This session provides a forum for historical geographers engaged in presenting their research on the World Wide Web. Technological changes over the past decade have increasingly facilitated the publication and integration of interactive Web maps, text, photographs, audio, and video files on the WWW. University presses are experimenting with such digital alternatives to the academic monograph. The Journal of Historical Geography now publishes Web maps in its articles. And a growing number of historical geographers is experimenting with serving interactive projects through Web browsers. The presenters will discuss not only substantive aspects of their particular projects but also broader epistemological, methodological, technical, institutional, funding, career, service, access, and pedagogical issues.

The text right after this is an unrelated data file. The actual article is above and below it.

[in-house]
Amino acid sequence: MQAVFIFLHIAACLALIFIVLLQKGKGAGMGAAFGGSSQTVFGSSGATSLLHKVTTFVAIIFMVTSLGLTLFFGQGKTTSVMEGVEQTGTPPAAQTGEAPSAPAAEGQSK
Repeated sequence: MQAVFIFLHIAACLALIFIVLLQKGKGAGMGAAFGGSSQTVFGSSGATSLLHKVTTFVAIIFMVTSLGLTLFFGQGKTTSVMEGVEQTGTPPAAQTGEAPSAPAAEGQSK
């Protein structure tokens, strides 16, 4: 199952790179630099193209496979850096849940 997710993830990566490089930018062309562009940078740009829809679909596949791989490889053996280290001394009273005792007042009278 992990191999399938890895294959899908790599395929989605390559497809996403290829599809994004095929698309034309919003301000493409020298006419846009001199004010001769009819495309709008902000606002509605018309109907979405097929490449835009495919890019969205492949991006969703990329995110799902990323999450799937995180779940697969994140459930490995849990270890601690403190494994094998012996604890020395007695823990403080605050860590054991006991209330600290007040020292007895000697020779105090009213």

|Presenter||William Doolittle*, University of Texas - Austin, The Neighborhood is Long Gone||20||8:00 AM|
|Presenter||Geoffrey Wallace*, Georgetown University, Center for Latin American Studies, From Archive to Online: Mapping Colonial Yucatán||20||8:20 AM|
|Presenter||Matthew C. LaFevor*, University of Alabama, David C. LaFevor , University of Texas at Arlington, Digital Preservation and Dissemination of Cuban Archives: Opportunities and Challenges||20||8:40 AM|
|Presenter||Andrew Sluyter*, Louisiana State University, Prototype Website of Colonial Land Grants for Spanish Louisiana||20||9:00 AM|
|Discussant||Kirsten Greer Nipissing University||20||9:20 AM|
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